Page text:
Posts Tagged 'wonderfl'

Matching colors in RGB

I decided that this blog needs another post, preferably on subject with some real applications. Unlike my Mandelbrot log-map experiments or allRGB mini “game”. Because why would anyone read about those boring  useless things… And, since I am cooking real application here that tracks real colored blobs, the subject today will be color matching.

If you have been searching for this stuff before ending up here, you could notice that cool guys never do color matching in RGB, but instead go with HSV or similar hue-based color space. The idea here is, probably, that when you pull all color information into one coordinate, you can forget about other two. Unfortunately you can’t :( It’s not to say that there is some kind of a problem here, not at all. With tools like pixel bender on your belt, you just write a shader that converts to HSV and applies thresholds in one breath, and voila – you get your blobs to track. But, for some reason, this kind of blind belief in hue dogma just doesn’t sit well with me.

Continue reading ‘Matching colors in RGB’


Solving polynomials, complex arithmetics and code inlining

Yeah, this is what I’ve been doing in my spare time these last days. Basically, I needed to find all roots of 4th power polynomial and, after quick search, I’ve found great wiki article on new Durand-Kerner method that makes Newton-Raphson look outdated: using only simple arithmetics it simultaneously finds all polynomial roots no matter how wrong your initial guess is. The only problem is that it needs complex numbers.

So, I had to implement complex numbers in some way. Obviously, since AS3 does not support operator overloading, we end up with a bunch of function calls. The problem here is that even these short formulas require quite a lot of them, and you need to keep evaluating that over and over before solution is found, which, as you might guess, is not so CPU-friendly. So I decided to inline them all. To this end, I downloaded and installed apparat by Joa Ebert. This actually went much easier than I expected, the only problem I ran into was that it does not work with current version of scala. Any way, getting your code inlined with this tool is as easy as extending special class. However, checking my resulting SWF with AS3 decompiler, I have found that apparat does not remove neither its own nor my custom classes which were inlined and so are no longer used anywhere. Since this is not something Joa would be willing to fix, I turned to GPP, a tool pre-processing macros in source rather than post-processing bytecode in SWF. As a result of these adventures, I have these two FlashDevelop projects for grabs in svn (view).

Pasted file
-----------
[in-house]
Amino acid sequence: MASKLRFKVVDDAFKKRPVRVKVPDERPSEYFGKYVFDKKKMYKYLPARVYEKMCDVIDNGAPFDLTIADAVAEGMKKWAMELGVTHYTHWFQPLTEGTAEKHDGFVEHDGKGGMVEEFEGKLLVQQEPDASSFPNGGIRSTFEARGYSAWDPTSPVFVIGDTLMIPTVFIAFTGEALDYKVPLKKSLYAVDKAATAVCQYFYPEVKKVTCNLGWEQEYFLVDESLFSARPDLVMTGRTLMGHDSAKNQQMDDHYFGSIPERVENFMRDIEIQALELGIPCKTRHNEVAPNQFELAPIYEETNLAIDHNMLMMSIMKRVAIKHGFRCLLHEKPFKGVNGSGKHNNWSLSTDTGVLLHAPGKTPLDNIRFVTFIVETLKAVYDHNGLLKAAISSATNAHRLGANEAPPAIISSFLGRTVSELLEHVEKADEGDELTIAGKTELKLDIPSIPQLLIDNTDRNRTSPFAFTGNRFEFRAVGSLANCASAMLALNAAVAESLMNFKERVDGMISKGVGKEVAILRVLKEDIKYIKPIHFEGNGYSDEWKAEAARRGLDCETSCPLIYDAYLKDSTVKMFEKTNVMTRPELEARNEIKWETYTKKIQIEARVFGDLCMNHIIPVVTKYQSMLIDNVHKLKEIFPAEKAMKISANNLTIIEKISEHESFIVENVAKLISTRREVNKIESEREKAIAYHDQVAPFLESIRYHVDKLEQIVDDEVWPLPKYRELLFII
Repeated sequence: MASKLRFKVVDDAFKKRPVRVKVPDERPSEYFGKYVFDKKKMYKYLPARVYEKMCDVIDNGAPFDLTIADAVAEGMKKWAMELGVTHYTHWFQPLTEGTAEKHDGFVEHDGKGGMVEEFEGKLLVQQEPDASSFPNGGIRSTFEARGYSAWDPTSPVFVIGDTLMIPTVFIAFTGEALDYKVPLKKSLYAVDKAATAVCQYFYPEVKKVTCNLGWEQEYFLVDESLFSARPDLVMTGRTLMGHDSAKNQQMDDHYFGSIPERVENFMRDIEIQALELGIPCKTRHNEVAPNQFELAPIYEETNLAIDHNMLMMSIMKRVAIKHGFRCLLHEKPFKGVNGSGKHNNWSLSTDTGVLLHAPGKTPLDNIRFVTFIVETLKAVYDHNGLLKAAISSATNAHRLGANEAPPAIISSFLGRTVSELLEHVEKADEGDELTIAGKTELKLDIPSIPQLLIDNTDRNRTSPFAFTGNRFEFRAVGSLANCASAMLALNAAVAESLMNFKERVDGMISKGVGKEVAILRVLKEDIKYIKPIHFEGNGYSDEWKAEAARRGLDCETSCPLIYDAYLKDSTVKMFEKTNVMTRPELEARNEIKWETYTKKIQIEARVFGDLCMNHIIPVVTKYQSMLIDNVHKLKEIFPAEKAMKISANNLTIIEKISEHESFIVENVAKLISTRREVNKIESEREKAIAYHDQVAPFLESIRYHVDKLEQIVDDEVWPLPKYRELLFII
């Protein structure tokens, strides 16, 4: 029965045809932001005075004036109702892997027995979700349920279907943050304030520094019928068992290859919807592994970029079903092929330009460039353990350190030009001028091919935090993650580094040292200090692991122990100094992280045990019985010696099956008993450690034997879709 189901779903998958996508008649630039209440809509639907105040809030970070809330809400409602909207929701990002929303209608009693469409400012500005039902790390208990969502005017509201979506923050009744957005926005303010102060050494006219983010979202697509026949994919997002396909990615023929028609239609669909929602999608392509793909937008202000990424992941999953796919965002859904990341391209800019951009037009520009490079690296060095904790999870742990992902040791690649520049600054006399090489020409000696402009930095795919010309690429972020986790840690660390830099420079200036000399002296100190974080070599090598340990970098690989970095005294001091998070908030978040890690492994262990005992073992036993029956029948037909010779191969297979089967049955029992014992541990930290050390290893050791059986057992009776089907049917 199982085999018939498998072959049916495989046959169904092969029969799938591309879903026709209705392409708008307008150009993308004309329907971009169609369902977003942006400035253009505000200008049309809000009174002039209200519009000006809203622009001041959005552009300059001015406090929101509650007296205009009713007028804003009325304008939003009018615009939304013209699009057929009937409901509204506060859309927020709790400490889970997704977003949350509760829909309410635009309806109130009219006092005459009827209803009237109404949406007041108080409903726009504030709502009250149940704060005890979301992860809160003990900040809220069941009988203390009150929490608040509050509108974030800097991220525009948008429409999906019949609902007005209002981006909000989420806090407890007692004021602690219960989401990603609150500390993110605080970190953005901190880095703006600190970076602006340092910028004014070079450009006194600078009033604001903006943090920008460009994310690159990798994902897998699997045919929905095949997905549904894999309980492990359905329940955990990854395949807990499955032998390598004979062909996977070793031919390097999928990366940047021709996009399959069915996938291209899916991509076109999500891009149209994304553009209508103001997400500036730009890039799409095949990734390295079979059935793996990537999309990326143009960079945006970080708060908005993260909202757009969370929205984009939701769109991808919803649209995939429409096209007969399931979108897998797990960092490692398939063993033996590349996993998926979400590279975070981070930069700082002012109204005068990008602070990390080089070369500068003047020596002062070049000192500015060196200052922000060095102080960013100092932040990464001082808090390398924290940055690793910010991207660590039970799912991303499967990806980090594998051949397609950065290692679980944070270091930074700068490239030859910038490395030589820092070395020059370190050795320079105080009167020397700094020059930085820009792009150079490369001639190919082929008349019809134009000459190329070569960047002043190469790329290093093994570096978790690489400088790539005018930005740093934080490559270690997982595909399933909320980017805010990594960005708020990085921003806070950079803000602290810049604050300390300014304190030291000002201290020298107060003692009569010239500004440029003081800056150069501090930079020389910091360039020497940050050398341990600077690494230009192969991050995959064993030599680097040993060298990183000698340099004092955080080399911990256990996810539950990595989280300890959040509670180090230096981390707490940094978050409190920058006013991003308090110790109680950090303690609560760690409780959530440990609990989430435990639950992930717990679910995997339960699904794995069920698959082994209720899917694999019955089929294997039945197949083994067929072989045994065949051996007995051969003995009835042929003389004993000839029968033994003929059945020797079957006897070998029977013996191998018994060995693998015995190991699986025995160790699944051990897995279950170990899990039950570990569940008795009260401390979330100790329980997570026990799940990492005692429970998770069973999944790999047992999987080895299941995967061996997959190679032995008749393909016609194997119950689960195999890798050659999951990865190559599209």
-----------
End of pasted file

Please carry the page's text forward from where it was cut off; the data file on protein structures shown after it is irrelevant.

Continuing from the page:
The other problem with complex numbers implementation in AS3 is readability. Endless lines of similar function calls separated by semicolons look pretty much like some old code in asm, if you ever seen one. In order to somewhat ease the pain, I decided to at least make it possible to chain function calls into formulas. This normally implies another performance penalty because you need to create new temporary variables in the process; however, it can be avoided by pooling those variables. This implementation can be found (and forked :) at wonderfl.

Well, that’s it for today, I’m off to enjoy my sunday.

Inverse homography using drawTriangles()

Flash player version 10+ native drawTriangles() method is perfect for programming homography (2D transformation that preserves lines) because of its support for UVT data. In general case, however, homography requires solving 8×8 linear equations system, so noone can be arsed to code that. Instead they implement one of two special cases – mapping rectangle to or from quadrilateral. So far, only 1st case was implemented using drawTriangles, while 2nd case was done using filters. Well, no longer so – it turned out, inverting T values in Zeh code was sufficient to make it work backwards:

One interesting thing about this code is that noone really knows exactly how it works :) I didn’t have to study all the math behind Zeh code in order to “invert” it, and Zeh… well, let me quote:

I was lucky enough to get what I wanted working after a good amount of crazy trial and error (and beer)

Improving marching squares

Right. Today is the day of improving 2×2 marching squares flavor described in wikipedia. A year ago Sakri Rosenstrom found that it is flawed:

As you can see, two checkerboard-like patterns are ambiguous, but the algorithm ignores it, causing random deadlocks as a side effect. So I tried to find some solution to this by posting the problem at wonderfl; and then I just couldn’t wait :) Well, my solution uses 2 to 4 pixels out of 2×2 window and seems to work on crazy images, so I’m happy. But if you suddenly find some better way, let me know.

Tween capture

Tweener may be dead, but people are still posting to its mailing list. This time someone posted an idea so awesome that I could not resist to try it :)

Midnight Brainfuck

Did you ever tried to imagine what would rotation of impossible rectangle look like? Well, these guys did but, with all due respect, their results are ugly. I thought I could do better than that, so tonight I made this:

(click it to go to my wonderfl code)

CSI zoom to my house

Some days ago I was thinking how to make deep Mandelbrot zoom to run in real time. We already have shallow low-res zooms running in real time, but deep zooms require more and more iterations per pixel, so unfortunately our only way to work around this seems to be to precompute zoom in some way, and then make whole thing to appear as if it was running in real time, i.e. make it interactive. Obvious way to do this would be to seek in zoom video, but what’s the fun in that? Instead, I was looking for some way to zoom in single image, CSI style. Continue reading ‘CSI zoom to my house’

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Oh, btw…